Email updates

Keep up to date with the latest news and content from BMC Neuroscience and BioMed Central.

This article is part of the supplement: Sixteenth Annual Computational Neuroscience Meeting: CNS*2007

Open Access Oral presentation

Invited talk: The role of spontaneous activity in sensory processing

Larry Abbott

Author Affiliations

Center for Neurobiology and Behavior, Department of Physiology and Cellular Biophysics, Columbia University College of Physicians and Surgeons, New York, NY, USA

BMC Neuroscience 2007, 8(Suppl 2):S18  doi:10.1186/1471-2202-8-S2-S18

The electronic version of this article is the complete one and can be found online at:

Published:6 July 2007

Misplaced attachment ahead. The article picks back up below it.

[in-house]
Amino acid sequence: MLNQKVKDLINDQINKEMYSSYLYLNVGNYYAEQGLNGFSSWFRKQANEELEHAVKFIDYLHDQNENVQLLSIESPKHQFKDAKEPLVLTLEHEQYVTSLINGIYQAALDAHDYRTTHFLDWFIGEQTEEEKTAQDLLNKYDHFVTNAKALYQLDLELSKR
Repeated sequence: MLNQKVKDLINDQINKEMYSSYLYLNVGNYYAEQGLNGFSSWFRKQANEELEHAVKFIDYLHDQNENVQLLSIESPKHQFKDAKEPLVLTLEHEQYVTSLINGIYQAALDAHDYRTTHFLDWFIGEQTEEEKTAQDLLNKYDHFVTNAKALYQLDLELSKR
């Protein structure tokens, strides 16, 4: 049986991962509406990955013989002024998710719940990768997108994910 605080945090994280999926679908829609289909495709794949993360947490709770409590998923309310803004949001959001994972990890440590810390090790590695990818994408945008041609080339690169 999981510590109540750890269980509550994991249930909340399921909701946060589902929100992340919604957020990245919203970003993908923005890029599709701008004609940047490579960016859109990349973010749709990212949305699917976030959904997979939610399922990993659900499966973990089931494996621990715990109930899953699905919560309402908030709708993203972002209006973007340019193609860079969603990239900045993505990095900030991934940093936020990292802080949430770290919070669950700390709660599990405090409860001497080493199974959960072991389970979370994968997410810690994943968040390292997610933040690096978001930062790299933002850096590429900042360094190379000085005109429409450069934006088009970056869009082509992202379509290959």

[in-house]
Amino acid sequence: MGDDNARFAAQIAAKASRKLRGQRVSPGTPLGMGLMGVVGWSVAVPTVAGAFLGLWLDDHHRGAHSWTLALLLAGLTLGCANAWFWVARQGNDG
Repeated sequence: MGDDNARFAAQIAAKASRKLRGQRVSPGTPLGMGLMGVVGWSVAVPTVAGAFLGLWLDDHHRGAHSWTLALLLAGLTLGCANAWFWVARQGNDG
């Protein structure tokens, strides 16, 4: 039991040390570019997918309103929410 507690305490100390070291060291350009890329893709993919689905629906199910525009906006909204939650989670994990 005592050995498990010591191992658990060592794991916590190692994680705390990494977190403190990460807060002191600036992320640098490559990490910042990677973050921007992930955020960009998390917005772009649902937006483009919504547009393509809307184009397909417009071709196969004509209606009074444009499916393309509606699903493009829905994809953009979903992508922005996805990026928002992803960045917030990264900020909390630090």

© 2007 Abbott; licensee BioMed Central Ltd.

Oral presentation

Spontaneous, background activity in sensory areas is often similar in both magnitude and form to evoked responses. Embedding responses evoked by sensory stimuli in such strong and complex background activity seems like a confusing way to represent information about the outside world. However, modeling studies indicate that, contrary to intuition, information about sensory stimuli may be better conveyed by a network displaying chaotic background activity than in a network without spontaneous activity.